Hindsight is 20/20, they say, and what they mean is that it’s much easier to see things clearly in the rear-view, when all the dust has settled and the facts have played out.
The thing is, that’s not always the case. Sometimes, hindsight can be just as confounding as our attempts at foresight. Sometimes predicting the hurricane’s arrival is much easier than later interpreting why that hurricane destroyed everything in its path, and figuring out how to rebuild.
The truth in the saying, though, is that we often hit points in our journey where clarity suddenly descends, or perhaps dawns, on us. Past events in our lives that were, for a long time, quite nearly inscrutable suddenly begin to make sense; we get enough distance away from those events to see the patterns, the connections, the way things fit into the larger framework of our lives up to this point.
Milestones help with this. They enable us to zoom out far enough to make out the map below, like seeing our lives and ourselves writ large, as if from beyond ourselves. A frigging astral projection to 30,000 feet so you can finally get beyond the fog you’ve been tediously and tormentingly pushing through for so long.
First and Second
Today is my 40th birthday. Such sentences are strange to write, as they both draw attention to an event I’d rather ignore 😭, and declare a rather stark number of alive-years that I have not yet fully comprehended 😳.
But there is a clarity that I am celebrating, one that has only recently dawned on me, the astral projection of distance and elevation now finally in full effect. I can see the first twenty years of my life, clearly: the grinding pain and confusion and delay of abusive family and religion, peppered with the spikes of unusual joy and fun and faith and love that come with a nontraditional childhood. I see clearly enough to be able to reject and discard the former with extreme prejudice, without hesitation or apology, while celebrating and even re-creating the latter — that unusual joy, fun, faith, and love — in my own life and family now.
I would not be able to see the first twenty so clearly, though, if it weren’t for the second twenty years of my life — the aching, transitional, purging years of halting and striving between two identities, only half-free from the oppressive forces of the first twenty. These last twenty years have been an exercise in both brilliant discovery — best-friendship! marriage! fatherhood! creativity! calling! — and gutting loss. I have lost false family and friends, have lost finances and security and certainty, have lost homes and hometowns and jobs and reputations, have lost a certain kind of faith and what I thought was my life’s purpose and call.
But now, I can say with the apostle that whatever gain I once thought those lost things were in my life, I count them as good and necessary loss, as jettisoned refuse — really, as shit (you know, in the original language), to be thrown over the bow of my life in order to gain real, abundant life in Christ.
The clarity that has come now is the clarity of shitlessness, you might say. The clarity that cannot abide the falseness, the pretense, the bullshit any longer but is quite happy, thank you very much, to go after what I actually want instead of that exhausting, grasping pursuit of what I am supposed to want. To be who I actually am instead of what anyone or anything demands that I become.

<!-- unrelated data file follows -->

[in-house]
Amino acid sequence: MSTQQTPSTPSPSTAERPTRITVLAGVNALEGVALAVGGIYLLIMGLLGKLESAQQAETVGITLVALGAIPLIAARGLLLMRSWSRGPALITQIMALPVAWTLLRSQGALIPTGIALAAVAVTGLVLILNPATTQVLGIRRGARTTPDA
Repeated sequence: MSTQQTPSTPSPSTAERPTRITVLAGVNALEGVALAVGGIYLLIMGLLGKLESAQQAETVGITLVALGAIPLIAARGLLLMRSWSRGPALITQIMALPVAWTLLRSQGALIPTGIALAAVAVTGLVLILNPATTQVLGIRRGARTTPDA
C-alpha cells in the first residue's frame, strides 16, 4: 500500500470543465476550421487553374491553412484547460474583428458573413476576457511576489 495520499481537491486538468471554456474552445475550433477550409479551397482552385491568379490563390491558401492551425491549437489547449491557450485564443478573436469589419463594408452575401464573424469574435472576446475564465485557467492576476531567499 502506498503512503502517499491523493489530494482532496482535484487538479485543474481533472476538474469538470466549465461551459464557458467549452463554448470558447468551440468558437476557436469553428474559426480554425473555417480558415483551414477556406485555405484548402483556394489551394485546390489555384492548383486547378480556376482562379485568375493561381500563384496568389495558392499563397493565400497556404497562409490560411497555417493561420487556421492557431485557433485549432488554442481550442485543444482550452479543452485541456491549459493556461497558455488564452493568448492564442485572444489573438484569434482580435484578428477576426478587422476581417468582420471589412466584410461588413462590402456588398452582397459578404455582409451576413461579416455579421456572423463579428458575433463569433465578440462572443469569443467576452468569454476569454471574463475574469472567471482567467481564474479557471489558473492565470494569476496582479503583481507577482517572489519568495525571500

A joyful outcome of such clarity is the simple ability to give those people, places, and things in my life which are not for me a buh-bye wave 👋 (or, if necessary, 🖕); and to give those people, places, and things in my life which are for me, a giant, glorious embrace 🤗.
That, perhaps more than anything else, is 40.
With a Vision
When clarity dawns, the why of the hurricane and the how of rebuilding are both suddenly discernible — and thus, we are able to chart a course forward, to finally have a vision for our future. You don’t have to turn 40 to get there (though apparently it doesn’t hurt!); but you do have to persevere to the point where the fog finally clears.
Since I’m quoting the King James Version today, I might as well hearken back to that golden oldie from Proverbs (you all know it):
Where there is no vision, the people perish…Proverbs 29:18, KJV
No matter how horrendous the exegesis of that verse has been in the past, there is a sublime nugget of truth in it. No vision, no sight, no purpose, no calling, no direction from God and subsequent running after it: no life!
The NRSV wording replaces “vision” with “prophecy” and gets at the literal meaning better, I think. The aim of prophecy in the Old Testament context was to reinvigorate and realign the people, so they could shed all the falseness and get to the core of their identity and calling. So that genuine justice and mercy and worship could once again take root.
That’s vision — hearing and knowing and clearly seeing the will of God. That’s vision — perceiving your past, and your core identity and calling, clearly, and then pressing forward into a flourishing future.
And for me, that’s 40 — knowing who I really am and what I’m really called to do, and saying buh-bye to all that holds me back from the future that’s in front of me.
Again, such clarity isn’t the exclusive territory of the 40th year — but we must persevere through the fog to lay hold of it.
Do you need that kind of clear vision too? Maybe a milestone is coming that will provide that 30,000 foot boost; or maybe you’re just nearing a long-awaited fork in the road where everything must change. In any case, regardless of our age or where we find ourselves on the journey, may clarity begin to dawn on all of us, and may we all begin to step into our season of twenty/twenty vision.